Sta Hungry Stay Foolish

Stay Hungry. Stay Foolish.

A blog by Leon Oudejans

The love for solitude and fear of loneliness

My recent blog called “The unbearable heaviness of emptiness” inspired a friend to mention a different though slightly related subject. He said that he carefully avoids crowds while on vacation but dislikes being in the middle of nowhere. I have noticed that other people refer to this as solitary versus social. I doubt that these are true opposites. Most people will have a unique and preferred mix of both. Rarely one of these is 100%.

The love for solitude and fear of loneliness refers to this unique mix of solitary and social. In her book The Highly Sensitive Person, Elaine Aron “states that about 20% of the population finds itself exhausted and often overwhelmed by too much social activity and 80% has no such issue. But that 20% still needs a supportive community to interact with but with less face to face time than non-HSPs” (Quora).

I prefer (want, believe) being in the 20% group (love for solitude) but I still need social interaction, probably as I also fear loneliness. The idea of being all alone is not appealing. My preferred mix might be 80-20 or even 90-10. It depends on Time (e.g., season) and Space (e.g., location).

Solitary animals are often predators. That made me wonder about humans. The TV series Dexter (IMDb) would indeed confirm that solitary humans are “predators”. I consider myself as a predator for Knowledge. Some people are clear predators for Power (eg, my 2015 blogTIME). I do like – perhaps even love – Power but mostly in an informal capacity (informal power).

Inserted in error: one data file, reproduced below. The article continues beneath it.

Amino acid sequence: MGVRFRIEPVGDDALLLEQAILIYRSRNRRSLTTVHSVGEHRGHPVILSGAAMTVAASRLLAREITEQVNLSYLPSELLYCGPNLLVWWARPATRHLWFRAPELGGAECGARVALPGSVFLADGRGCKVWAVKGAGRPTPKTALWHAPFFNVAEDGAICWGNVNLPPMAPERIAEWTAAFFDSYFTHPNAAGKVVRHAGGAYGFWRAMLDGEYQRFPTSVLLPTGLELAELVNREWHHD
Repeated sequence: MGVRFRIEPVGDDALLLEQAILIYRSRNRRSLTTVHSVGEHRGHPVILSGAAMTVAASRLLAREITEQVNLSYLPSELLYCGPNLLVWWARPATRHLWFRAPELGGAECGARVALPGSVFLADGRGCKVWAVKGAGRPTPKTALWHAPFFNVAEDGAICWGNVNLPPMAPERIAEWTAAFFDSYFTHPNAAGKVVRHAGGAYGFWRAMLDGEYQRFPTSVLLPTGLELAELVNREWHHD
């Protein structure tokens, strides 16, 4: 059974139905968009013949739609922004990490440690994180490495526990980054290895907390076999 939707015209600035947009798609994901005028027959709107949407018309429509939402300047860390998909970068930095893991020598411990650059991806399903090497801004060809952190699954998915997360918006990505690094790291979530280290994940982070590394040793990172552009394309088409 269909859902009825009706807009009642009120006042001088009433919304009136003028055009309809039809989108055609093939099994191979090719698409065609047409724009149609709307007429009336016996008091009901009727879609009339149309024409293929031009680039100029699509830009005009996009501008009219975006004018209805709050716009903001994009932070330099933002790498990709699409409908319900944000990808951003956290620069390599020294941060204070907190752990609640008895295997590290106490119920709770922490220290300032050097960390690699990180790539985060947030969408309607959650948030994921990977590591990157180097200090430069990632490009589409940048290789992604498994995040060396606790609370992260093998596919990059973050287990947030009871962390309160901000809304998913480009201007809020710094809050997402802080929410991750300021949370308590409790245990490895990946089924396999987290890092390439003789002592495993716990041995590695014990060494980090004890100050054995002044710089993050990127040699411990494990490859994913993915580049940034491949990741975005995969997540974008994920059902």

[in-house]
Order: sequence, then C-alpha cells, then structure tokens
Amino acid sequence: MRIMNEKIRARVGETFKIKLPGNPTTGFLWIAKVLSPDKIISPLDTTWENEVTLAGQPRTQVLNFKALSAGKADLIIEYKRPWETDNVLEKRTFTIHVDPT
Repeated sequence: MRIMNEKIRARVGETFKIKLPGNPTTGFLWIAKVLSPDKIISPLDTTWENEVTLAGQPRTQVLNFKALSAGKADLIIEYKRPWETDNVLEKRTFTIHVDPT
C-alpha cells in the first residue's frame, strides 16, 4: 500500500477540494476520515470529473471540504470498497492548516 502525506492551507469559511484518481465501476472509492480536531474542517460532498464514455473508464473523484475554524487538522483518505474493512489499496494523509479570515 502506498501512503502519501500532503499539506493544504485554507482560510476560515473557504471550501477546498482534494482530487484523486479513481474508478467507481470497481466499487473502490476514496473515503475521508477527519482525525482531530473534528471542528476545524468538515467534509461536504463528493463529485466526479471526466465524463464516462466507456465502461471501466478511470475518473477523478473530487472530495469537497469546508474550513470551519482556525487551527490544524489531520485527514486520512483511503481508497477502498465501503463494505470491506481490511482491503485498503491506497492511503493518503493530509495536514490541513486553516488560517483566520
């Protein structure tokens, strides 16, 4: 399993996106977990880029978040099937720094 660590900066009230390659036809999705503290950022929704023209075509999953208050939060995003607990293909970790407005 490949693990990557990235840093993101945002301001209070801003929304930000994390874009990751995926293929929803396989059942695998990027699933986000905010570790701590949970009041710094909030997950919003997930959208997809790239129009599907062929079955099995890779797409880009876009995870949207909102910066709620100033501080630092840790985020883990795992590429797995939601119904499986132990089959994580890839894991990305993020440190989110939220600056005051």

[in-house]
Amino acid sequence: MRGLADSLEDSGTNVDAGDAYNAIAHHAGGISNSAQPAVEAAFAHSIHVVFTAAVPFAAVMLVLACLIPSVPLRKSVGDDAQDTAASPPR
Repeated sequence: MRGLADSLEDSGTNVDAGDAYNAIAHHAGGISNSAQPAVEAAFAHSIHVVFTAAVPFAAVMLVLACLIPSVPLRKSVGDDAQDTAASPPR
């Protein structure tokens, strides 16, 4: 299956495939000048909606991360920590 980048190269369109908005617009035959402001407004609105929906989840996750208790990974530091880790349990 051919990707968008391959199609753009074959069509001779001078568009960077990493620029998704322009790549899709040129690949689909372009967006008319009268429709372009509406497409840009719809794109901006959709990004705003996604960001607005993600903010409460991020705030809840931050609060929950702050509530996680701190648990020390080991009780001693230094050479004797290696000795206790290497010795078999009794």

Noticing the terms “solitary confinement” and “mental health issues” pointed me in an unexpected direction. Too much social activity may create mental health issues and thus the love for solitude. Too little social activity causes (proven) mental health problems which may explain our fear of loneliness. Interestingly, a solitary activity like sleeping removes the toxins from our brain and thus improves our mental health (eg, BBC, my 2016 blog).

Young people may not recognise the above. Wherever you go you see young people with earphones, focused on the screens of their smartphones. Technology seems to create a paradigm shift from social activities towards apparent solitary behaviour. The information overload from social media is addictive and tempting. This phenomenon is called FOMO, the fear of missing out.

One group has not yet been mentioned: socialites. Wiki: “A socialite is a person (usually from a privileged, wealthy, or aristocratic background) who has a wide reputation and a high position in upper class society. A socialite spends a significant amount of time attending various fashionable social gatherings”.

This blog has summarized several other blogs on 3 of these 4 compartments and puts them in a wider perspective. I’ve also learned more about myself while writing this blog which is an unexpected treat.

Fear And Love – Big Calm (1998) by Morcheeba – artists, lyrics, video, Wiki-1, Wiki-2


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